Fungus from Amazon could eat away toxic plastic problem with ease
We must have talked about plastic as one of the biggest environmental dangers plaguing our planet on countless occasions. It is common theme of most of the biodegradable and recycled projects that we bring forth. The intention is always to cut down on the use of this toxic substance that is spread across the globe and is polluting every known ecosystem. But it seems Mother Nature has decided that we puny little creatures cannot handle the monster we have created and has decided to lend us a huge helping hand.
This help comes in the form of ‘Pestalotiopsis Microspora’ that has been uncovered by researchers and scientists on their latest expedition to Amazon. The fungus offers something that researchers have been only dreaming since long. While we are trying hard to genetically engineer microbes that can dispose off of plastic waste Pestalotiopsis Microspora can do it naturally. The Fungus feeds on polyurethane and that makes plastic its staple food.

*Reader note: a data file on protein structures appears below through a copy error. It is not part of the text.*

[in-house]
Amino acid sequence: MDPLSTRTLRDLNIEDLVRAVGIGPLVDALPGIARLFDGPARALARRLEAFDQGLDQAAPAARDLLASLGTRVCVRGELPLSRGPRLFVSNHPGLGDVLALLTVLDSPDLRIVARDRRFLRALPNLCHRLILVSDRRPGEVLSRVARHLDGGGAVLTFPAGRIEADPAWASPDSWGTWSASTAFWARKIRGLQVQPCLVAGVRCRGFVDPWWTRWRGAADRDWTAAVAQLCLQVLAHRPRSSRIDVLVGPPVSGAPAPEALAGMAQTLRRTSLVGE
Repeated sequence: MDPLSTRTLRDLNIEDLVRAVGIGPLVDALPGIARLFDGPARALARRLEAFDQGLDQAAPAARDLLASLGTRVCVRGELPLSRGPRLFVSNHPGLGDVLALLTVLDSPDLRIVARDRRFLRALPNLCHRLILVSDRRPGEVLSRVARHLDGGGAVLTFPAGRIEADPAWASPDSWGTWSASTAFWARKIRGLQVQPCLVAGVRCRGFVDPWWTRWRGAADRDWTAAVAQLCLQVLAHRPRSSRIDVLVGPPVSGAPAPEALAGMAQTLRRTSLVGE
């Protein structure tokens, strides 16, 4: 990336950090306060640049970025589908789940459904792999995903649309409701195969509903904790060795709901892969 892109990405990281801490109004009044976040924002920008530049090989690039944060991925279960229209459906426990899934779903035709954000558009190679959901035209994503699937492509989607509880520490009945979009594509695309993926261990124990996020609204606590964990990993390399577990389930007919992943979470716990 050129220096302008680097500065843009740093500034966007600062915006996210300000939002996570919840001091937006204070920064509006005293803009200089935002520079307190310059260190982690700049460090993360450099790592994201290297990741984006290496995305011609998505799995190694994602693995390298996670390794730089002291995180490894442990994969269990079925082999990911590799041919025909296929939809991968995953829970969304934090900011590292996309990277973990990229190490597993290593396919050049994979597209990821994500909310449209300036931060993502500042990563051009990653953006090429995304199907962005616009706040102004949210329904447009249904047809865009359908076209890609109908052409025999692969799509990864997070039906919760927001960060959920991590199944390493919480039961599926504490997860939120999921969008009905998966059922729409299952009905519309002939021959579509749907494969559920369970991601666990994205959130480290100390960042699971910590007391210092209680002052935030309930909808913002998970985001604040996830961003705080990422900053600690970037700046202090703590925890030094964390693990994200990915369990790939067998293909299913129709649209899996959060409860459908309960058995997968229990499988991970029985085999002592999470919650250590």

The amazing aspect of this is that it can do so in an anaerobic fashion. It needs absolutely no oxygen to carry out the process of disintegrating and feeding on polyurethane. While most other methods of disposal of polyurethane produce carbon monoxide, by using Pestalotiopsis Microspora one can get rid the planet of its plastic waste in a biodegradable fashion. Scientists are still busy understanding the new found Amazonian fungus and its mechanism of action completely. Hopefully it will translate into future landfills that will reduce and eliminate the threat of plastic.